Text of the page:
Acrobat Pro Extended is a very robust rich “product suite”. In addition to Acrobat, Pro Extended includes Livecycle Designer for forms design, Adobe Presenter for training and 3D reviewer, a robust 3D tool set. In this article, I will review some of the features of 3D Reviewer. I will address features such as moving parts and sub-assemblies (hence the title), configurations, call-outs and export. These will help you do more with 3D PDFs.
Click below to learn about these features.
Let’s start by opening 3D Reviewer. 3D Reviewer can be launched separately from Acrobat Pro Extended, or opened by right clicking on any 3D window and selecting “Edit in 3D Reviewer”. Here is what the 3D Reviewer user interface looks like:
Now, I know this is a little hard to see in this image, but don’t worry, I will help you navigate. I imported this phone assembly as a precise, b-rep model by simply dragging the assembly onto the scene graph much the same way as I might do in Acrobat Pro Extended. Let’s look at the model tree.
As you see, we have the model tree expanded a bit. Notice some of the parts such as the front cover, lens, and so forth. In a little while we are going to work with those parts. Also notice that there are configurations that can be saved. Let’s start there. Configurations are similar to views. They allow saving “states” of the model. We will start by locking the initial configuration, as shown below. In this case, I have simply expanded “configuration”, selected the initial configuration and simply right clicked on it.
Then I clicked on “lock configuration”. Now I will be able to return to that configuration whenever I wish.
For our next step, we will add a configuration by right clicking again or by selecting the add configurations icon from the toolbar. The icon is the litle symbol with the plus sign underneath. The two symbols to the right with arrows underneath can be used to page forward and backward through configurations you save.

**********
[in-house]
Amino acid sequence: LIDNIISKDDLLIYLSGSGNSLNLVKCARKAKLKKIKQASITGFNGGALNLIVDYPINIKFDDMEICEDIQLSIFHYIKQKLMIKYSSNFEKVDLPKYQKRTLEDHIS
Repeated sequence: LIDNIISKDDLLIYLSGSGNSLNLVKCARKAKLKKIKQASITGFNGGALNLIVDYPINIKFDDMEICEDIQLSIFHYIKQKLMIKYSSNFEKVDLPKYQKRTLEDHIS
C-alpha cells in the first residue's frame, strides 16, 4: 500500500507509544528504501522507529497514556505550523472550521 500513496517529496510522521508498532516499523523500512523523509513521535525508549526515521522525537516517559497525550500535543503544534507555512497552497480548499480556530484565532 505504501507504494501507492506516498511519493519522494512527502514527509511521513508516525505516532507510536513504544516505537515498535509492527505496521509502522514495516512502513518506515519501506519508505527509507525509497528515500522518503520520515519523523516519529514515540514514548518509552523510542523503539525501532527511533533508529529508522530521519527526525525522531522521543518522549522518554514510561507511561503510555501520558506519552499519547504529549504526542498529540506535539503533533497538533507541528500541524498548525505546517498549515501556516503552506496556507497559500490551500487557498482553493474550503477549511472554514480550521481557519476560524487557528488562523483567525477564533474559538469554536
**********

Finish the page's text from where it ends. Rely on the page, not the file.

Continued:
I renamed this configuration “Repositioned Parts”. Now I will move some of the sub-assemblies around. Here is how:
I start by selection the sub-assembly I want to move. I can select the parts from the 3D annotation or the model tree. I’ll move the front cover first.
Now I will choose the technique I want to use to move the front cover. I have selected the move tools icon. The move tools are hidden behind the icon showing two boxes and and arrow pointing from one to the other.
A dialog box pops up showing me options for moving parts. I have several methods available to me to move the parts. They include point-to-point, along axis, rotate around axis , move from axis to axis, move with coordinates, rotate with angles and mirror. I will select “along axis”. I have moved the part along the z-axis and clicked apply. I will leave it to you to experiment with all of the other methods.
Now lets lock that configuration and add another. I’ll call this one “add some more”. This time I will use the drag and drop tool to move the back cover. Let’s try it. The drag and drop tool icon is next to the move tools icon, and looks like a little coordinate system with some arrows. Of course, you can also select from the tools pull down menu.
Now I will drag and drop by selecting the axis….
Notice that I could have rotated the parts, chosen any axis and easily positioned everything as needed. Let’s do one more thing. I’ll add a callout to the part we just moved.
Here is how I can do that:
Select the rear cover and then click on the 3D Mark Up icon. Notice I can select various attributes fom the part file and add them to the mark up.
I just click “OK” a couple of times and I’m all set. Let’s lock this last confirguration. Here’s our 3D mark up:
Now that we have created these configurations, lets export this file. I am going to export as a PDF. All I need to do is select file -> export, chose PDF as the file type, click save and I’m done. There are some options I could have chosen at this point to select the “contents” of the PDF. In my case, I selected “PRC B-rep plus Tesselation” and left the other option settings alone. Below is the PDF we created, complete with all of the views, which are the same as the configurations we created earlier.
Here is the result showing the PDF open in Acrobat:
Let’s stop here. Next time we will explore some more 3D Reviewer features.